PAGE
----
Boeing Frontiers
October 2003
Volume 02, Issue 06
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Industry Wrap

Brazilian airplane maker benefiting from growth in U.S. regional jet use

Above: Brazil-based Embraer's rapid growth is expected to make it the world's No. 3 plane maker soon. US Airways announced earlier this year that it would purchase 85 Embraer 170 airplanes (one pictured above), each of which seats between 70 and 76 passengers.
Continental Express, American Eagle, JetBlue and US Airways all are buying new regional jets from Brazil's Embraer, whose rapid growth is expected soon to make it the world's third-biggest plane maker, after Boeing and Airbus.

According to a story in the Kansas City (Mo.) Star, experts say the company's booming business comes from Embraer's dead-on prediction in the late 1990s that there would be huge growth in the United States among regional and low-cost air carriers.

The growth happened: U.S. regional airlines have more than doubled their passenger counts since 1991, according to an industry consortium. But many lost money flying larger planes with 150 or more seats on routes that produced only 70 to 110 passengers. Embraer's smaller planes are eating up that market.

Low-cost carrier JetBlue announced plans in June to buy 100 Embraer 190s, part of Embraer's new family of midsize aircraft carrying 70 to 110 passengers, depending on the configuration. The deal was worth U.S. $3 billion and could bring in another $3 billion if JetBlue exercises options to buy another 100 planes.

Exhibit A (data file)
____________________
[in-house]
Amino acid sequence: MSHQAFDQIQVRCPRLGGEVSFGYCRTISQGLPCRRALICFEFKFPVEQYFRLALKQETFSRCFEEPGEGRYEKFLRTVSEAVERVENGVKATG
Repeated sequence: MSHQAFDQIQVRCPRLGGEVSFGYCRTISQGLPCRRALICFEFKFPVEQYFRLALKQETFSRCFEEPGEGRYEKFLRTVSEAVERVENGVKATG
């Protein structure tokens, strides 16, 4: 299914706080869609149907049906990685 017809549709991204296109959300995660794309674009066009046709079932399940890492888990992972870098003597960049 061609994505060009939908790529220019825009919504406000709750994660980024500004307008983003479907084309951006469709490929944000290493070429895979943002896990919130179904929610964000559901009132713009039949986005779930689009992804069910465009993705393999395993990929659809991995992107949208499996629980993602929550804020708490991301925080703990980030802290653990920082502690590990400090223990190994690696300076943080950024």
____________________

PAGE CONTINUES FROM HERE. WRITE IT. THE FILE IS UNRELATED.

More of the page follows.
A month earlier, US Airways, emerging from bankruptcy, announced that it would purchase 85 Embraer 170 airliners that seat 70 to 76. The carrier has an option for another 50 Embraer 170s and 140 Embraer 50-seat aircraft. The deal has a firm value of $2.1 billion, plus options worth $6.2 billion.

The Embraer sales argument, which it said is based on U.S. Department of Transportation statistics, is that six out of 10 U.S. passengers would have been delivered at lower cost to the airlines by planes in its 70-to-110-seat range.

Bill Oliver, an analyst with airline consultant The Boyd Group in Evergreen, Colo., said he thinks Embraer is well positioned.

"Over the past 10 years or so we have seen the average size of the aircraft—the number of seats on board—shrink. It's gone from 180 seats on average to most likely heading toward 120 seats over the coming years," he said in the newspaper's report. "The airlines are looking for small, more efficient aircraft. It gives them much more flexibility, and the economics are better."

U.S. carriers are expected to buy about half the planes sold worldwide in the next decade, added Carlos Albano, an aviation analyst in Sao Paulo for Unibanco, Brazil's third-largest retail and investment bank. And most of the growth is expected to be in the Embraer size range.

Among other airplane makers, Boeing and Airbus also make jets in the same general seat range, but their focus is on bigger planes. Canada's Bombardier competes only with a longer, 76-seat version of its narrow-bodied 50-seater, and Fairchild Dornier remains in bankruptcy.

Exports by Embraer account for about 10 percent of Brazil's foreign trade, and the company employs more than 12,000 people, according to the article. Both figures are expected to increase along with sales of the new family of jets.



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